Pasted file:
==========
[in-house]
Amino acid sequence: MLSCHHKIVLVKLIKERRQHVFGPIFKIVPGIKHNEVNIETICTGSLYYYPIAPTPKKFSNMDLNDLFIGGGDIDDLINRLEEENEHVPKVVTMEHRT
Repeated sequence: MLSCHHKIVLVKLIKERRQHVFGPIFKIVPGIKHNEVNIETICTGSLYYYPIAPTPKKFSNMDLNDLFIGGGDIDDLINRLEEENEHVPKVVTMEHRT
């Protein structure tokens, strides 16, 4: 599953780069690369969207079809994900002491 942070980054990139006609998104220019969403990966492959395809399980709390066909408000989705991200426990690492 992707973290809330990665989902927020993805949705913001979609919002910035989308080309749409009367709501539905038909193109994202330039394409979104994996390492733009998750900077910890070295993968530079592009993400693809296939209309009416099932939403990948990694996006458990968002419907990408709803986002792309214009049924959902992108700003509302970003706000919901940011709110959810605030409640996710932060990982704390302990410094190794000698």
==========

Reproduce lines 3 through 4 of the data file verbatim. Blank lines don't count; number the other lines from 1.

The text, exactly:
Repeated sequence: MLSCHHKIVLVKLIKERRQHVFGPIFKIVPGIKHNEVNIETICTGSLYYYPIAPTPKKFSNMDLNDLFIGGGDIDDLINRLEEENEHVPKVVTMEHRT
């Protein structure tokens, strides 16, 4: 599953780069690369969207079809994900002491 942070980054990139006609998104220019969403990966492959395809399980709390066909408000989705991200426990690492 992707973290809330990665989902927020993805949705913001979609919002910035989308080309749409009367709501539905038909193109994202330039394409979104994996390492733009998750900077910890070295993968530079592009993400693809296939209309009416099932939403990948990694996006458990968002419907990408709803986002792309214009049924959902992108700003509302970003706000919901940011709110959810605030409640996710932060990982704390302990410094190794000698």